I like to think I am cool and I support this flimsy view with the fact that I have something in common with Julie Anne Moore, Jo Whiley, Madonna and Mariella Frostrup, not to mention Susan Sarandon, Nicole Kidman and Cherie Blair (although I tend to play the me and Cherie thing down). Is it a high media profile and access to a make-up artist that comes to my home, red carpet invites? (I can dream) None of the above. We are all ‘older’ mothers, that is we had babies over 40. Obviously, I don’t know the circumstances of any of the above pregnancies (although if you care to read her book Cherie has pretty much given us every detail of hers) so I would like to emphasise that I appreciate that I am blessed as I know sometimes leaving it late means it’s too late.
I not unusual, I am part of an increasing trend. In May, the Guardian reported that more women over 40 are giving birth than ever before, “bucking an overall trend” which saw a drop in the number of births since 2001. In 2009 the number of women over 40 giving birth was the highest since records began, whereas in other age groups the numbers are dropping. The Daily Mail reported it has “DOUBLED”, over the last decade. I’m not sure why they felt the need to put ‘doubled’ in capitals, but I guess it may be something to do with the emphasis they also give to ‘risks’, ‘leaving it too late’, and ‘prioritising careers’. I don’t read the Daily Mail, I found the “DOUBLED” when I googled “Motherhood over 40” . I get the impression that they may not approve – I’m over it.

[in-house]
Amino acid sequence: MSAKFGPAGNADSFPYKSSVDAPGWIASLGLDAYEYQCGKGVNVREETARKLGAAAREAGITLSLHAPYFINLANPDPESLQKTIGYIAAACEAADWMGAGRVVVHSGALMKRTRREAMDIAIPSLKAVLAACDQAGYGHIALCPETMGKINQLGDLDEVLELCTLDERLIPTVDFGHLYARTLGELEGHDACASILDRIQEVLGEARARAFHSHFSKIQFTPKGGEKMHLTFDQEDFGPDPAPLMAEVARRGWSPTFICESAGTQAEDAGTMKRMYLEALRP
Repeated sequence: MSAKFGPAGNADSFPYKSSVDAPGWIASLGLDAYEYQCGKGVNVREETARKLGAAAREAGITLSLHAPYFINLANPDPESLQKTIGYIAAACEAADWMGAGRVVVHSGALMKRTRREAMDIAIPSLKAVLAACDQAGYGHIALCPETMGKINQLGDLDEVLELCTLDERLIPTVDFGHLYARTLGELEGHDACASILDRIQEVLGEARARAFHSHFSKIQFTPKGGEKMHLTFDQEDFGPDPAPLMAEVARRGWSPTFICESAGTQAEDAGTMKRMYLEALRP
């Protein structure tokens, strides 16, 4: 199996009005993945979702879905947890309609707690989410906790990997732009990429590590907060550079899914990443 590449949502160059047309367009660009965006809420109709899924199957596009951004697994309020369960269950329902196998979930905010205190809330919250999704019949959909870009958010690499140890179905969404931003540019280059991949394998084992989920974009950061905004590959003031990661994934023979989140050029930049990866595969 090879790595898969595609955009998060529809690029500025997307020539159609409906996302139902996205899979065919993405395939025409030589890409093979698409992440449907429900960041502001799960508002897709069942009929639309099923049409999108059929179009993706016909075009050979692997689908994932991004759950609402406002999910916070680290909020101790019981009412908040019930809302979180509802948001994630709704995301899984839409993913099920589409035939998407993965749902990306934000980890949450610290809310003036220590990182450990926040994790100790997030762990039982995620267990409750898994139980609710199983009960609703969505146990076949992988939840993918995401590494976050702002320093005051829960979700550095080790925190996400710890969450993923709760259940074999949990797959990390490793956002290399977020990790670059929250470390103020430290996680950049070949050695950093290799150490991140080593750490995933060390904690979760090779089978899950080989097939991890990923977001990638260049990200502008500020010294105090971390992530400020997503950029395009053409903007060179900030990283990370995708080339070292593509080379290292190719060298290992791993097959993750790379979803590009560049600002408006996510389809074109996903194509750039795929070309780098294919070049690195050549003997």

Of course, there are risks associated with later pregnancy and in my experience women over 40 going into pregnancy have a significant awareness of the risks, do their research and ensure they get the right support. Speaking to my friends with babies; younger women and my peers, I don’t think we cope any worse that women in their 30’s with sleepless nights and the demands of new baby.
Why did I leave it late… I’m a bit of a late developer anyway but actually, when looking at lists of women who’d become a Mum over 40 one named popped up that made my smile – Helen Fielding, author of the Bridget Jones Diaries. I grew up assuming, like most girls do, that I would have babies. By the time I was into my 30’s I was well into my own Bridget Jones experience and it just never happened. At the end of my 30’s I had resigned myself that it wasn’t going to happen to me. Then I was met Mr Right and I saw an opportunity and I grabbed it. I was lucky and the rest is……. nearly 3 with more chat than Jonathan Ross…. history, as they say.
Maybe for Mariella and Julie Anne etc it was about their career, for me it wasn’t about prioritising a career it was more about not meeting anyone who wanted to make that commitment. Articles about the stats on older mothers always seem to mention the “prioritising career” thing. Can someone please explain to me where are all articles about Men in their late 20’s and mid 30’s – “how I want to swap my season ticket for a Bugaboo…. but all the women I meet are prioritising their career”. Oddly, for all the older mothers I meet, I find an older father. The Guardian featured older fathers a couple of weeks ago including Ken Livingstone a father in his 50’s, and Antony Beevor 40’s and John Simpson 60’s. Ken said he would not have been able to balance family life with his political ambitions of his younger self, other than that there was no discussion about leaving it too late because of prioritising careers. I sniff double standards here.
Whatever the reasons some women leave it until their 40’s I would like to say, just for the record, I think women over 40 make fabulous Mummies, I find, there is a tenancy to be a bit grateful which makes us feel all the more blessed and appreciative. Of course, all mummies are fabulous. Mostly, I think it’s about how you feel not how old you are…
Age is an issue of mind over matter. If you don’t mind, it doesn’t matter. ~Mark Twain